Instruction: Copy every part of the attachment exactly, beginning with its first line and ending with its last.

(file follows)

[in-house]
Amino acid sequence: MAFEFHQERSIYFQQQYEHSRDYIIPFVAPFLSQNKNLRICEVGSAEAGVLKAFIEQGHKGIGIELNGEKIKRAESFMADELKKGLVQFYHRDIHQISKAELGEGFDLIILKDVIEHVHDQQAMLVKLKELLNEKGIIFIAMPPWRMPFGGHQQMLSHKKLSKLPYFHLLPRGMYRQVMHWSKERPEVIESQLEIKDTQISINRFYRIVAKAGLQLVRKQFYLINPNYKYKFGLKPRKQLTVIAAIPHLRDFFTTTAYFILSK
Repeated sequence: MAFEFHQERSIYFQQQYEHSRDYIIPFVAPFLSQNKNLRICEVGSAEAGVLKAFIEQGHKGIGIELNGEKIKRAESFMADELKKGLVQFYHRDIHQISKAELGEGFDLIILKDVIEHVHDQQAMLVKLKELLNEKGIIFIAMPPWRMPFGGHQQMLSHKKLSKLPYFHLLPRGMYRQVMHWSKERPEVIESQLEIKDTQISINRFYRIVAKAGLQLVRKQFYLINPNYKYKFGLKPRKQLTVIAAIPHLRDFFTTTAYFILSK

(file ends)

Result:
[in-house]
Amino acid sequence: MAFEFHQERSIYFQQQYEHSRDYIIPFVAPFLSQNKNLRICEVGSAEAGVLKAFIEQGHKGIGIELNGEKIKRAESFMADELKKGLVQFYHRDIHQISKAELGEGFDLIILKDVIEHVHDQQAMLVKLKELLNEKGIIFIAMPPWRMPFGGHQQMLSHKKLSKLPYFHLLPRGMYRQVMHWSKERPEVIESQLEIKDTQISINRFYRIVAKAGLQLVRKQFYLINPNYKYKFGLKPRKQLTVIAAIPHLRDFFTTTAYFILSK
Repeated sequence: MAFEFHQERSIYFQQQYEHSRDYIIPFVAPFLSQNKNLRICEVGSAEAGVLKAFIEQGHKGIGIELNGEKIKRAESFMADELKKGLVQFYHRDIHQISKAELGEGFDLIILKDVIEHVHDQQAMLVKLKELLNEKGIIFIAMPPWRMPFGGHQQMLSHKKLSKLPYFHLLPRGMYRQVMHWSKERPEVIESQLEIKDTQISINRFYRIVAKAGLQLVRKQFYLINPNYKYKFGLKPRKQLTVIAAIPHLRDFFTTTAYFILSK